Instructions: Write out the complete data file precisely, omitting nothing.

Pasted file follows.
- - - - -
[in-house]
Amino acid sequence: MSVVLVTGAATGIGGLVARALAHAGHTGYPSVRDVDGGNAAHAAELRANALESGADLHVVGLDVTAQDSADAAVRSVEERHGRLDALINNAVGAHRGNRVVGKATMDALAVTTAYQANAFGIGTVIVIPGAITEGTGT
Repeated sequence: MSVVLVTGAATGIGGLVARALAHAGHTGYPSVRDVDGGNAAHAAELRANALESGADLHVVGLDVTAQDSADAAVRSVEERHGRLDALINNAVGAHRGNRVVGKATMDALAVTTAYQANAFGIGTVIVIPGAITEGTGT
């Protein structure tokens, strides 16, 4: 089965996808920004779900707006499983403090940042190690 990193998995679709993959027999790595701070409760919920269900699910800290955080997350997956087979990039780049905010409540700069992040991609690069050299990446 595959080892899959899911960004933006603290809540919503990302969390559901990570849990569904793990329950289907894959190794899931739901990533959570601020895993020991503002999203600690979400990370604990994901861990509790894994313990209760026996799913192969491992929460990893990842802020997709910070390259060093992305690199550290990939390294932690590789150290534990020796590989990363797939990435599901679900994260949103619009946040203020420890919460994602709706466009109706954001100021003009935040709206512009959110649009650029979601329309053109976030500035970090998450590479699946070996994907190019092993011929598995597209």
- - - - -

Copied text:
[in-house]
Amino acid sequence: MSVVLVTGAATGIGGLVARALAHAGHTGYPSVRDVDGGNAAHAAELRANALESGADLHVVGLDVTAQDSADAAVRSVEERHGRLDALINNAVGAHRGNRVVGKATMDALAVTTAYQANAFGIGTVIVIPGAITEGTGT
Repeated sequence: MSVVLVTGAATGIGGLVARALAHAGHTGYPSVRDVDGGNAAHAAELRANALESGADLHVVGLDVTAQDSADAAVRSVEERHGRLDALINNAVGAHRGNRVVGKATMDALAVTTAYQANAFGIGTVIVIPGAITEGTGT
């Protein structure tokens, strides 16, 4: 089965996808920004779900707006499983403090940042190690 990193998995679709993959027999790595701070409760919920269900699910800290955080997350997956087979990039780049905010409540700069992040991609690069050299990446 595959080892899959899911960004933006603290809540919503990302969390559901990570849990569904793990329950289907894959190794899931739901990533959570601020895993020991503002999203600690979400990370604990994901861990509790894994313990209760026996799913192969491992929460990893990842802020997709910070390259060093992305690199550290990939390294932690590789150290534990020796590989990363797939990435599901679900994260949103619009946040203020420890919460994602709706466009109706954001100021003009935040709206512009959110649009650029979601329309053109976030500035970090998450590479699946070996994907190019092993011929598995597209």